Tax breaks, grants and loan guarantees will be among the initiatives in a plan President Obama will outline today, to increase energy efficiency in commercial buildings by 20 percent in the next ten years.
The Better Building Initiative, to be outlined by President Obama today in a visit to Penn State University, would incentivize retrofitting with an aim of reducing companies’ energy bills by about $40 billion a year, the White House said.
The initiative applies to offices, stores, schools, universities, hospitals, and other commercial and municipal buildings.
Commercial building consumed about 20 percent of all energy in the U.S. last year, the White House said.
The five-point plan includes:
- Tax incentives: The president is calling on Congress to reform the current tax deduction for commercial building upgrades, changing it to a more generous credit. The White House said these changes could lead to a ten-fold increase in commercial retrofits.
- Financing: The president’s budget will propose a Department of Energy pilot program to guarantee loans for energy efficiency upgrades at hospitals, schools and other commercial buildings.
- Streamlining incentives for state and municipal governments: Much of the power to alter codes and standards for commercial energy efficiency lies with states and localities, the White House said. The president’s budget will propose competitive grants to states or local governments, or both, to encourage them to streamline these standards.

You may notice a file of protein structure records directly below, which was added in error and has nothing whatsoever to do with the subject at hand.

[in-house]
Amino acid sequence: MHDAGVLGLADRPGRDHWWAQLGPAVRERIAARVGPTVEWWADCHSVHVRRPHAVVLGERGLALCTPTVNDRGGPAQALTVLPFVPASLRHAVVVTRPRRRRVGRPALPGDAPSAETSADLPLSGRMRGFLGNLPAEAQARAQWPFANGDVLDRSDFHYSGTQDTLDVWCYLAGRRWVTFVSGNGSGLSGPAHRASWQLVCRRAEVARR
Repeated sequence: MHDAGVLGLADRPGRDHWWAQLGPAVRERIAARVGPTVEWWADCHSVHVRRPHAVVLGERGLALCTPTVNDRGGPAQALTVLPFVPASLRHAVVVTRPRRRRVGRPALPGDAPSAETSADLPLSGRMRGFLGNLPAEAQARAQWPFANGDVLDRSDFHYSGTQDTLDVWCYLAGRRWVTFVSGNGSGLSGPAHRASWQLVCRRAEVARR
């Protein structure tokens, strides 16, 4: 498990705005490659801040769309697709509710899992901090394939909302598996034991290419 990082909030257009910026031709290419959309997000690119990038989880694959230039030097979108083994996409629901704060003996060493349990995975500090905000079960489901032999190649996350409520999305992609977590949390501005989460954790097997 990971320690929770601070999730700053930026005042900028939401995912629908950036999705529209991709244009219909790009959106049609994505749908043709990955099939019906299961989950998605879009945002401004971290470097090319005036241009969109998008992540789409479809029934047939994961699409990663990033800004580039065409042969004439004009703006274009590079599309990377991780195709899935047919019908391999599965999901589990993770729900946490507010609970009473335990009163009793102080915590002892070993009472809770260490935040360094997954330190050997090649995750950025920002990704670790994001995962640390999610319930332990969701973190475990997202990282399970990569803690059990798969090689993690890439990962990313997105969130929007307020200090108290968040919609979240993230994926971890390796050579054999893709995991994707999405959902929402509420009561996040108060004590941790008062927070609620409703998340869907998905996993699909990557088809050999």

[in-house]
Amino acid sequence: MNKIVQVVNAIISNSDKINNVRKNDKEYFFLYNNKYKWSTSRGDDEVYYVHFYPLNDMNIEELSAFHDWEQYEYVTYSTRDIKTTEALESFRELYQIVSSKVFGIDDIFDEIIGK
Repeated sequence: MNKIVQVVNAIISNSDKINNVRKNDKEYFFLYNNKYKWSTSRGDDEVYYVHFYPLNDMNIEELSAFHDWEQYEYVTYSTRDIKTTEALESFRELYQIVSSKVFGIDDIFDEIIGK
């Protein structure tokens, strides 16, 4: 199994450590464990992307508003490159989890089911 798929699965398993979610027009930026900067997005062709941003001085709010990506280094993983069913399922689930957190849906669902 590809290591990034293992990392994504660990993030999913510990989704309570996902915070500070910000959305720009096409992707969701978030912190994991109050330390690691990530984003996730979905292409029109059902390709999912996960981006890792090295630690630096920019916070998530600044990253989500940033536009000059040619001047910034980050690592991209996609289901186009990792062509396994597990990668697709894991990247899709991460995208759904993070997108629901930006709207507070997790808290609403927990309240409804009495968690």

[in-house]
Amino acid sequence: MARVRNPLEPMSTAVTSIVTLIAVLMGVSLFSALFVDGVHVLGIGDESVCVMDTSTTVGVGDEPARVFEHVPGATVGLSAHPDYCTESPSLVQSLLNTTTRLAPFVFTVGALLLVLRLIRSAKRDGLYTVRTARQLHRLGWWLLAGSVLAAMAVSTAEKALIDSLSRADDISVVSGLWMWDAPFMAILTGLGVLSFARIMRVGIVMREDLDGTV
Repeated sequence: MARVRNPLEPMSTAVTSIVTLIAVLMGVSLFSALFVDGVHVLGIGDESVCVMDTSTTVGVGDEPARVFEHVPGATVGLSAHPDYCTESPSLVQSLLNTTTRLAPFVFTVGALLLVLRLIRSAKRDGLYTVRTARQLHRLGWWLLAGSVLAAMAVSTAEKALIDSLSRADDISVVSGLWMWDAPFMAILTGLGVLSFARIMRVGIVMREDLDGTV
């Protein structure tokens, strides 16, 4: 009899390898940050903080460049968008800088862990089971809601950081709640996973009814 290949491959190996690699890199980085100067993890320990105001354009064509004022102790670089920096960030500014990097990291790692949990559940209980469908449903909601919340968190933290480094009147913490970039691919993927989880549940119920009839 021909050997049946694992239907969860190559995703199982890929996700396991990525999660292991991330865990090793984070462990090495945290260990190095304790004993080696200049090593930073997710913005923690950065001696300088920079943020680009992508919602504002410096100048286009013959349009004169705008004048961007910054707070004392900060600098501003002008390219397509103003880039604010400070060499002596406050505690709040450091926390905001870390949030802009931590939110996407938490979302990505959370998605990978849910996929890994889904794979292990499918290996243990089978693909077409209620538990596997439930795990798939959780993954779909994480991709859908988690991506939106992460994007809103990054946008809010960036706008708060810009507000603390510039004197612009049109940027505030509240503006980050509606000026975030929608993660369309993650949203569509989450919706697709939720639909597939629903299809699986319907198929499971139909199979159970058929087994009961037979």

- The Better Buildings Challenge: The president will challenge CEOs and university presidents to make their organizations leaders in saving energy. Partners will commit to a series of actions to make their facilities more efficient, and will be eligible for technical assistance, and best-practices sharing through a peer network.
- Other initiatives: Using existing authorities, the administration said it is working to institute a number of reforms, including improving transparency around energy efficiency performance and providing more workforce training in areas including energy auditing and building operations.
The Wall Street Journal noted that in a conference calls with reporters, administration officials would not say how much the program will cost.
They said further details on the program would appear in the president’s budget proposal, due out later this month.
Pictured: President Obama delivers the State of the Union address. (Official White House Photo by Pete Souza)